On the road

The case for traffic restraint to ease congestion on the motorways is even stronger than Roger Harrabin claims ("You'll never drive alone", 4 February). Road pricing is not the only possible form of traffic restraint. Lower and better-enforced speed limits could have a similar effect in reducing the volume of traffic, while producing very significant benefits in the form of much lower costs per vehicle mile, which do not result from road pricing. Casualty rates would be reduced, as would fuel consumption, air pollution and noise. Lower speeds and road pricing would reinforce each other. The case for road pricing for lorries is especially strong; a system of distance-related charges could and should be introduced quickly.

Many people value a car because of its instant availability and facility for door-to-door travel, but rarely drive long distances. A new category of car, a local runabout, with a low top speed and other "green" characteristics, would suit their needs well. Its natural advantages of being cheap to buy and run, as well as easy to drive, could be enhanced by fiscal policy and the laws governing driver licensing. In inner-city areas, car clubs or some kind of hiring arrangement make better sense than individual car ownership; local authorities can encourage their introduction by changing parking policy - for example, by making over some of the space now used for residents' parking.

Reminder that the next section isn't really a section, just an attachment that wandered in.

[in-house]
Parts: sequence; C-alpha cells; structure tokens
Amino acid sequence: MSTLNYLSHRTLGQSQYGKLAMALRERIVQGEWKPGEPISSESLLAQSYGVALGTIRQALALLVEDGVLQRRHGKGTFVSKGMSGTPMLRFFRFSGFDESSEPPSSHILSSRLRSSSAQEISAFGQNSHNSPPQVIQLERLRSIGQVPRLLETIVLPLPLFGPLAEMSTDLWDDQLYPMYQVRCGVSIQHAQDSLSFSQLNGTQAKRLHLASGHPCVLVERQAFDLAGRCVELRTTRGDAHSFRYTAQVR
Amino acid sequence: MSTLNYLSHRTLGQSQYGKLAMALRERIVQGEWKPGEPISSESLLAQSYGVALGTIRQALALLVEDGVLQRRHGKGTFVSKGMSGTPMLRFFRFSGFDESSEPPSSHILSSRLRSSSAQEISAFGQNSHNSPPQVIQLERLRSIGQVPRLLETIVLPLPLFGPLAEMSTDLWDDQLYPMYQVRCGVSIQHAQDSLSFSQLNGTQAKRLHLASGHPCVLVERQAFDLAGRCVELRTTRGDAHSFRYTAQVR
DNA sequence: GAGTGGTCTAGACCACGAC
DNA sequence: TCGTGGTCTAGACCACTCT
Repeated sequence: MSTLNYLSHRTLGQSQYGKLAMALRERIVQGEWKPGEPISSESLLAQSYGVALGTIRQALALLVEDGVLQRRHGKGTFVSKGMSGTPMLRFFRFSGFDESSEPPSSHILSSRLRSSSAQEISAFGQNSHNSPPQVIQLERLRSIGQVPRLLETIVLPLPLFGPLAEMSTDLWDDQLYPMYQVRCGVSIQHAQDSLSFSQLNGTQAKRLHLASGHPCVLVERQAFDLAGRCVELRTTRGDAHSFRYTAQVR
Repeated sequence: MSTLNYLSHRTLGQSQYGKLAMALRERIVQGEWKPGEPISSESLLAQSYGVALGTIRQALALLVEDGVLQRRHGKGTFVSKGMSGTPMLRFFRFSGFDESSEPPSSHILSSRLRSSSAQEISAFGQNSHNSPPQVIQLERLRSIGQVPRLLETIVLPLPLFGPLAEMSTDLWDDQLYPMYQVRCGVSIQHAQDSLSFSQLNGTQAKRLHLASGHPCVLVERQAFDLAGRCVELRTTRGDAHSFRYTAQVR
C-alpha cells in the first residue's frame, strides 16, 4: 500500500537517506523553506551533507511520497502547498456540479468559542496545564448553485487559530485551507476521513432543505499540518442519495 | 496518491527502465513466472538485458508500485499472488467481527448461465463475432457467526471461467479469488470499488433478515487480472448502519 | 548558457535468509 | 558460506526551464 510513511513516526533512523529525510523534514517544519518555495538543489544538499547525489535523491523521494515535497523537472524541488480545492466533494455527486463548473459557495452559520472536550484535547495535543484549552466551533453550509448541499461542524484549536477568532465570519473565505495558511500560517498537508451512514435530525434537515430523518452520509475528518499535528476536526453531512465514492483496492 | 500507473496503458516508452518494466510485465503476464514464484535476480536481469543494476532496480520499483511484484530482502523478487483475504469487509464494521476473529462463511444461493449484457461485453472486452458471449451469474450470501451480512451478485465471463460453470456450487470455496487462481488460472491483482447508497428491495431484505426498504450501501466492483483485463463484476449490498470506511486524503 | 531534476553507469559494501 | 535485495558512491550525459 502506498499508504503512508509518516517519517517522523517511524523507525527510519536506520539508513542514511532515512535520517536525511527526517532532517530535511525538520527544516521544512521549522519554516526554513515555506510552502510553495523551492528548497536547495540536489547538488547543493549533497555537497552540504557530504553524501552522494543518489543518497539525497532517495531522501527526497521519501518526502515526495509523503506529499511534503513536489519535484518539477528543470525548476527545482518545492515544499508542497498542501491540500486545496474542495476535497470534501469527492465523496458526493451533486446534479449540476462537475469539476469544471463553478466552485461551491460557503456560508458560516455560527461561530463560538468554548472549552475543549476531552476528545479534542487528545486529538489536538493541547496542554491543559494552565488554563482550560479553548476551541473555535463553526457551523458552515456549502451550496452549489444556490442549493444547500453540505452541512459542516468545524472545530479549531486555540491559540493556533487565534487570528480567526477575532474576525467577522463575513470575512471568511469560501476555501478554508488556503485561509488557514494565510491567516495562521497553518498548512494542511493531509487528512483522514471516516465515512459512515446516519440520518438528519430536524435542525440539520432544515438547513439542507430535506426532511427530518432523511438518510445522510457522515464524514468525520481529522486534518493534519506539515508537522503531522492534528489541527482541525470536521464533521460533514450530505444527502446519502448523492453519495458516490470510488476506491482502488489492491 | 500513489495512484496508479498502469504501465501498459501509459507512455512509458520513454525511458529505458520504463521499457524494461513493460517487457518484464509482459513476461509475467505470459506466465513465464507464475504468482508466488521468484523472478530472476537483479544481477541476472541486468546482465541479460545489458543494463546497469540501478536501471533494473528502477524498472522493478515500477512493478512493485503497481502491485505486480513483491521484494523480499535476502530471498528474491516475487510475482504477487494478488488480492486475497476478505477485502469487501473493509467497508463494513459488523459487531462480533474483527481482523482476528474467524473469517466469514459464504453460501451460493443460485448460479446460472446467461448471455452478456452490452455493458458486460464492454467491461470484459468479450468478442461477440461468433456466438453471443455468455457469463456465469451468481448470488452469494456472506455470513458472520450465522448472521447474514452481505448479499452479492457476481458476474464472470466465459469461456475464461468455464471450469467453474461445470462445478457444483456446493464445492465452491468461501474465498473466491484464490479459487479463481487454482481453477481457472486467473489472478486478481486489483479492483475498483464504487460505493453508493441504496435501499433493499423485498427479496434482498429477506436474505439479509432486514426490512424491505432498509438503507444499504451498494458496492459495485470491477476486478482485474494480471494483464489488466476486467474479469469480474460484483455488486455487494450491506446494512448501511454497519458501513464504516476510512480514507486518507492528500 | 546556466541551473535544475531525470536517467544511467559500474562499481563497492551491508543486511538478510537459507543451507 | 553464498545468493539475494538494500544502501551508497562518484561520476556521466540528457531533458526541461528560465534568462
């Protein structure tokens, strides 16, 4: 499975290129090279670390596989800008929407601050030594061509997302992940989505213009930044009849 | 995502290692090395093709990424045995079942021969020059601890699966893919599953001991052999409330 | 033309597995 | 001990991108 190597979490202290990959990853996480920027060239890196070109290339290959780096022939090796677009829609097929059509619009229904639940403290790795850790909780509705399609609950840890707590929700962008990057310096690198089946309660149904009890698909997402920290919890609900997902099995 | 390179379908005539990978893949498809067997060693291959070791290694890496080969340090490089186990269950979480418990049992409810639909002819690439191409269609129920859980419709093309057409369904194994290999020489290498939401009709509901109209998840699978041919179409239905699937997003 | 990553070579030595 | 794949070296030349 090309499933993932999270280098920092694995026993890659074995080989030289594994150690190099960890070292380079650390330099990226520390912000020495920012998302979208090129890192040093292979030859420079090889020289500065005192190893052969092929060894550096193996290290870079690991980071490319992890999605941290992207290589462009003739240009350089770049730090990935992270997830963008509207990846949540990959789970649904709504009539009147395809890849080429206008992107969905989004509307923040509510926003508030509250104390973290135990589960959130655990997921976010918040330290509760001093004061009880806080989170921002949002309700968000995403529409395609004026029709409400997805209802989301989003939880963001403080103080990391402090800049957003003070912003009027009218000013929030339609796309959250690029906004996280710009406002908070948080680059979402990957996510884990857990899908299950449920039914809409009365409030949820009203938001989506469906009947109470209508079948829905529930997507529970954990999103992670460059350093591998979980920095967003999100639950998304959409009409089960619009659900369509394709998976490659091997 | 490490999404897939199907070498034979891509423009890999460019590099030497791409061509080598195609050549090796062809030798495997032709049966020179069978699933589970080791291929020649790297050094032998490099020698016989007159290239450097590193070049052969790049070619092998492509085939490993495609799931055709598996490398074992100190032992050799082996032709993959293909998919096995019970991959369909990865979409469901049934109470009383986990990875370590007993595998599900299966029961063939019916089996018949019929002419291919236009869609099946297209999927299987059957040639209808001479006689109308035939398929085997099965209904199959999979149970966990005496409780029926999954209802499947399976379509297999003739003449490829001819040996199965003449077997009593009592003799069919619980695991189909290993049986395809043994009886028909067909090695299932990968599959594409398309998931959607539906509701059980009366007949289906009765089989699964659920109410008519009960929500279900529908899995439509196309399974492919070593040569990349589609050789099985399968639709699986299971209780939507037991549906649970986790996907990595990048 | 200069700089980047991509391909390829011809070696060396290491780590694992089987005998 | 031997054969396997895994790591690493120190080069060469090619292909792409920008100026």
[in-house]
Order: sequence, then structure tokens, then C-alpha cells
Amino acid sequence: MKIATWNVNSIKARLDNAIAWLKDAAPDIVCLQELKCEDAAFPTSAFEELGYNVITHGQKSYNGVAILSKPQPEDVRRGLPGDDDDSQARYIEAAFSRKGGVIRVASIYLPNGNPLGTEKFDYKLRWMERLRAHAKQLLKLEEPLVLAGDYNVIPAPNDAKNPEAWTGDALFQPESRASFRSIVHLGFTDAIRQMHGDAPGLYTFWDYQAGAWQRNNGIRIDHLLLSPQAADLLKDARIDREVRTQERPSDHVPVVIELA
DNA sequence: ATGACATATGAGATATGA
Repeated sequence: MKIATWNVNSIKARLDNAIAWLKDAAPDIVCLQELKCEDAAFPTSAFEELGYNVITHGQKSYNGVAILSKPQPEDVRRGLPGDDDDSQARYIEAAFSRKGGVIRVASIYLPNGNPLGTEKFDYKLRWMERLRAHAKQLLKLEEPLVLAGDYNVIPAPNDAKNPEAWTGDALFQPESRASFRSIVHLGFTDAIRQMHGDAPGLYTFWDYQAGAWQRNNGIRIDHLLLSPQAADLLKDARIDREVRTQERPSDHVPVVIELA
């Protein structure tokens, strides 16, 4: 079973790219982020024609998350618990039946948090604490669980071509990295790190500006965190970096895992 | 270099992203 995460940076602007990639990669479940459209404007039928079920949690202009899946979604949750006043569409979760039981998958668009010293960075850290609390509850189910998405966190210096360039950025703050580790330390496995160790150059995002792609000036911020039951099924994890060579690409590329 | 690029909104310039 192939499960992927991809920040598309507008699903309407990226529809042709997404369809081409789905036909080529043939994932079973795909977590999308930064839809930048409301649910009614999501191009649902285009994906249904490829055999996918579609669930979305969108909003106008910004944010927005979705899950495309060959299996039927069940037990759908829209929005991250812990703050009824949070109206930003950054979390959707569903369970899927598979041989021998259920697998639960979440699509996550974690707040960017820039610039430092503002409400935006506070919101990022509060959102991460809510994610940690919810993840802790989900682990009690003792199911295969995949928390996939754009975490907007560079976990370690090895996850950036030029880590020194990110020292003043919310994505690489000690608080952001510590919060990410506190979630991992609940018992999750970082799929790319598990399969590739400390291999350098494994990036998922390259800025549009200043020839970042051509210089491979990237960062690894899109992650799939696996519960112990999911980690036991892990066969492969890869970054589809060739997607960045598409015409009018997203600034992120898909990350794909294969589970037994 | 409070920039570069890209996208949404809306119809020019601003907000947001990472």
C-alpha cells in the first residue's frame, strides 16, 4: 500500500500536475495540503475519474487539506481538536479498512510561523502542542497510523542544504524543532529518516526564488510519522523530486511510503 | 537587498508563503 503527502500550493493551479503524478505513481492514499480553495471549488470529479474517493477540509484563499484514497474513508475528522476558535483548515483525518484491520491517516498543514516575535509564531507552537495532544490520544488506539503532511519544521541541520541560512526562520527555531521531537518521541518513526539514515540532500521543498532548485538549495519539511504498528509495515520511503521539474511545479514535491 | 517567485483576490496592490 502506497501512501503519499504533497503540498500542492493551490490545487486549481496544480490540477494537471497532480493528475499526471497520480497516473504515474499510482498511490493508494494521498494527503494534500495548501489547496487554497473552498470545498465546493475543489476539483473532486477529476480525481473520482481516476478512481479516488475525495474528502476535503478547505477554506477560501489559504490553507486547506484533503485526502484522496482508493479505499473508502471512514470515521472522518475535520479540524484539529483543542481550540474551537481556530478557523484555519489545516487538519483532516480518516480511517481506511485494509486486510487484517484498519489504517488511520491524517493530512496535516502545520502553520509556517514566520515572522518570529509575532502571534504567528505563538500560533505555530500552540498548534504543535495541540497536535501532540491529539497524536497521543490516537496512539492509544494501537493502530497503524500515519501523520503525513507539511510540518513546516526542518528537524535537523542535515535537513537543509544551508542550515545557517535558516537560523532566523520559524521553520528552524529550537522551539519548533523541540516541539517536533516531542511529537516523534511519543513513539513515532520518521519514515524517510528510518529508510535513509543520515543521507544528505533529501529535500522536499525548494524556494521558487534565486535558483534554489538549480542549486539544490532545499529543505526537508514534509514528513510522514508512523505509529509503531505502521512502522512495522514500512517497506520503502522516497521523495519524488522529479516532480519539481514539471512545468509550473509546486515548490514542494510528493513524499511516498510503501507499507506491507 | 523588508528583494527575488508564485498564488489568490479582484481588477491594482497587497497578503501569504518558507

Stephen Plowden
London NW1

This article first appeared in the 11 February 2002 issue of the New Statesman, Take cover: evil is back